The Iron Stone appears as an alternative take from the Big Huge and is fluent and delightful, before we get the four tracks from the WBAI US radio session: The Head (a cathartic recitation by Robin over effects by Mike & Likky - lyric reproduced in booklet alongside Robin's illustration originally included on the WT &TBH insert), an extended Douglas Traherne Harding from Mike (surely one of his best), a version of See All The People superior to the Be Glad one with Likky featuring on percussion on a jam coda and CD 1 ends with an intense and powerful Maya, featuring the intended, extended ending cut from the Big Huge.

Further delights await us on CD2. The instrumental Penwern begins (an outtake from Be Glad which I'd never heard anywhere before), followed by two absolute gems from a live recording of U and missed off the album: El Ratto and Long Long Road. It's said you can't fully appreciate El Ratto without seeing Malcolm perform it, but the laughter fair spills from Robin's guitar and vocal, and Mike delivers one of his most soulful vocals ever on the magnificent Long Long Road, here only just one verse with his guitar, but what a verse! These U recordings suffer a little from the recording quality, but a tremendous job has been done to raise Robin & Mike's voices and guitars above any background noise or mechanical interference.

All Writ Down has long been a favourite of mine and the version here is neither the mono one from the Be Glad soundtrack nor the B-Side of the Big Ted single, but yet a third, and probably the best.

This is followed by Queen Juanita and Her Fishermen Lover. I have the Seasons They Change LP on which this I Looked Up outtake was eventually released, but I guess a lot of people won't have this otherwise elusive track. Although light in subject matter, it is an epic 16 minute tour de force for all four members of the band, and features some beautiful melodies and arrangements. The sleeve notes are enlightening about the many weird and varied instruments that (I think) the ISB used exclusively for this song.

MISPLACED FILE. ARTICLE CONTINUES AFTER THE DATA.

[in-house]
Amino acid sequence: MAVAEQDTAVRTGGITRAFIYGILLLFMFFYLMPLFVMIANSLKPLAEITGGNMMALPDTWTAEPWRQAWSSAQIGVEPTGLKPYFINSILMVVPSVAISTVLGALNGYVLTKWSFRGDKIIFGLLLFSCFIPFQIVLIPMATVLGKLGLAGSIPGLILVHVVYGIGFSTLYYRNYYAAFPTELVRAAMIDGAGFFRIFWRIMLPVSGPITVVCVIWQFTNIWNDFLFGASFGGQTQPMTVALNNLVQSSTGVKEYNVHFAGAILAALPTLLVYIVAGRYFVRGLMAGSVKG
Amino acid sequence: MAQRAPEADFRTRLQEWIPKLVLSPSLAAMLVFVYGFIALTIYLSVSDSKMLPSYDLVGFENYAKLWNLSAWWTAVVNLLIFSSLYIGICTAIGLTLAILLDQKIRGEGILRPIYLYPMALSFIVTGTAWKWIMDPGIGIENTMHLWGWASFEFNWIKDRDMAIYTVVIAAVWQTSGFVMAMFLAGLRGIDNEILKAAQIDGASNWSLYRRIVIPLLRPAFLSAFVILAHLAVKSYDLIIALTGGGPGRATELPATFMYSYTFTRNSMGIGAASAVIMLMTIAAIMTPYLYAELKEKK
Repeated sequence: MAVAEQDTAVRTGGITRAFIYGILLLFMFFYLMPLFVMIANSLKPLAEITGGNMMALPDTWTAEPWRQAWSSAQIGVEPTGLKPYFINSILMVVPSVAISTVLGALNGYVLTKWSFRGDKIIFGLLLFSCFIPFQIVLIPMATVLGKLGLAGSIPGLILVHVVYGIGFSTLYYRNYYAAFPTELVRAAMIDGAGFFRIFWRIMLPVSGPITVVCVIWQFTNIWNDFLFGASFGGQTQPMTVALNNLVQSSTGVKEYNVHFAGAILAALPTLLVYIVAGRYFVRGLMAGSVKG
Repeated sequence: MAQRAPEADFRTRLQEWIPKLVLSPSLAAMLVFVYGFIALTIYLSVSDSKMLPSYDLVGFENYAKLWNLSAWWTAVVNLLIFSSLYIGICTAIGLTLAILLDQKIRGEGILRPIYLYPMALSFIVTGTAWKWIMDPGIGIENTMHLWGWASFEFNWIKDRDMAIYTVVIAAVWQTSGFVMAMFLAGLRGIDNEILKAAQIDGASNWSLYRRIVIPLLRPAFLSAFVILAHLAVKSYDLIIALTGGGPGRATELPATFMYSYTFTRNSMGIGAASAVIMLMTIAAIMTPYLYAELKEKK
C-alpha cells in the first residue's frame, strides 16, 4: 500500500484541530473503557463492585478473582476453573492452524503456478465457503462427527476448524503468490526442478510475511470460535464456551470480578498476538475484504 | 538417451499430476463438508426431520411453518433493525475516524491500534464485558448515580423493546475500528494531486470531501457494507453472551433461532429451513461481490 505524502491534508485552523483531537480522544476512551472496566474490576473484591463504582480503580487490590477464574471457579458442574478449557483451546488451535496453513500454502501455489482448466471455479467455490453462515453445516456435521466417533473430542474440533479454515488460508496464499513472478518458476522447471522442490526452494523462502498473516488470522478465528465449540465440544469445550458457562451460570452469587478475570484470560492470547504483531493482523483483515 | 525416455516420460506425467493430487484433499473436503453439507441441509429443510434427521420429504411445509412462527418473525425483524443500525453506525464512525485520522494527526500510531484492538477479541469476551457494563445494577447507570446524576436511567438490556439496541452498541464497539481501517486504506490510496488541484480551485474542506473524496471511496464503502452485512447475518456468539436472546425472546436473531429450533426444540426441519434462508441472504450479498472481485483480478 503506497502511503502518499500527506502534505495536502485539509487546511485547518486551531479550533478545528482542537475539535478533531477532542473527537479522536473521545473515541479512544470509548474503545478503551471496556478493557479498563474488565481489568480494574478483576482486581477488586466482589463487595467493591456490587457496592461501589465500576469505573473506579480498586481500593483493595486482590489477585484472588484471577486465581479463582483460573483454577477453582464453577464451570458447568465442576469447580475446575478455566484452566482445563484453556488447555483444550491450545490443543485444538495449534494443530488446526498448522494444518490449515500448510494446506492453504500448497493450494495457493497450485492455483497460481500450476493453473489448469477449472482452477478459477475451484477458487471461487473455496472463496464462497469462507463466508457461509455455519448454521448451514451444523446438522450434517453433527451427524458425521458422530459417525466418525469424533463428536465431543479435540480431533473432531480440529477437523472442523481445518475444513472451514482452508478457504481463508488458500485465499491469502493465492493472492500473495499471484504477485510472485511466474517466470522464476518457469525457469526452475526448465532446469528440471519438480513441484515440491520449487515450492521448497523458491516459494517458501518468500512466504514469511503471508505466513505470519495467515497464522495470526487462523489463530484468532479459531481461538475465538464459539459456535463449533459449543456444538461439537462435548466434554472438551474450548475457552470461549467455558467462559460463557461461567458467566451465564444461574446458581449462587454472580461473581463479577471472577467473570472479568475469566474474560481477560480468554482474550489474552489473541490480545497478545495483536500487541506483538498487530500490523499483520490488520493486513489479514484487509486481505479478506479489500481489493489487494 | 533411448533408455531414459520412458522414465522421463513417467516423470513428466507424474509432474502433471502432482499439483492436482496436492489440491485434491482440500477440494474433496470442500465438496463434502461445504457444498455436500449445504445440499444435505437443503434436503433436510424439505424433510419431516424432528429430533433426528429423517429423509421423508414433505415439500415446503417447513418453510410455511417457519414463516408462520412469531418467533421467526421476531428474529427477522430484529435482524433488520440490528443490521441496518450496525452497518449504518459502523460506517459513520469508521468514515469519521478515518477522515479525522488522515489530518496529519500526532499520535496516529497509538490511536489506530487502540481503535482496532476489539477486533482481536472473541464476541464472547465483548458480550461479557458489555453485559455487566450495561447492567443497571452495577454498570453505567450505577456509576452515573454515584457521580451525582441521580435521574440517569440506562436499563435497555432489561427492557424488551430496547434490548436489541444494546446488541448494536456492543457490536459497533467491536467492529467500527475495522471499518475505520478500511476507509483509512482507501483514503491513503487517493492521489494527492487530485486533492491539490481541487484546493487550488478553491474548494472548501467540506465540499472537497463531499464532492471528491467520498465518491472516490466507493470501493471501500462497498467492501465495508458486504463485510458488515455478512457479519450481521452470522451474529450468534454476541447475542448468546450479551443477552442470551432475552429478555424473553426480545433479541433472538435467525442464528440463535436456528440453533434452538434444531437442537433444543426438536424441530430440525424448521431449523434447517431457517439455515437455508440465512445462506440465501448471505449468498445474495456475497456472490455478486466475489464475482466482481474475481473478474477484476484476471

Poerty Play #1 is something I've not heard since I saw it live in concert.
Well, the dancing was live, the music (by Mike, with Stan Schnier and Susie Watson-Taylor) pre-recorded. This goes through several moods, abstract and experimental, including a particularly delightful one with Mike chanting.

The album ends with two Earthspan outtakes: Likky's Secret Temple appears in a more assured version than on the previously heard BBC session recording. She bows out of the ISB with her most enigmatic lyric and mysterious song, somehow fitting and as equally haunting as Robin's beautifully arranged instrumental Curlew; Earthspan would have been even more of a masterpiece had these two not been excised.

So, to conclude, a huge thanks to all concerned for this labour of love. You may think you have or know most of this material, but not these versions; like me, I hope you'll discover anew the wonder of Robin and Mike's songs and vocals. Together with Across the Airwaves, Tricks of the Senses forms an invaluable history of the ISB to accompany their official albums. These are sounds your ears have lost - retrieve and cherish them.
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on 25 December 2010
Ahem...although being a fan since the 60's I find this one a bit hard to enjoy. Yes. of course it's fun to listen to anything by ISB, and still this is something for more hard-cores than me.
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on 29 December 2008
This is a really excellent collection of rare tracks and outtakes from the Incredible String Band in their prime. It forms (exactly as it claims) almost an alternative history of the best period of ISB. Just listen to Maya - worth the price on it's own! If you love the String Band this is just essential.
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on 22 February 2009
in the past forever! ISB is the must for all folk collectors. This is an great double cd's with interesting inedits!
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on 27 July 2010
Sorry, -fellow ISB fans, although I love all of the early stuff I've yet heard from these (musically very talented) minstrels, I just couldn't get on with this particular album.

After just one play, I immediately found far too much to dislike on both CDs, -- to the extent that (unusually for me) I now wish to return the x2 CD set to the seller. Shame, as I was really looking forward to owning a new album by one of my favourite bands from yesteryear.

Apart from low production standards (ie: recording quality) I just found many of the tracks less 'inspired' than those I have on other recordings. I think I see now why many of the tracks here weren't included on other albums, --perhaps because they weren't up to standard?

It's great that other fans really enjoy 'Tricks of the Senses' but for me, well, --it's a more like 'IBS' than ISB!
;)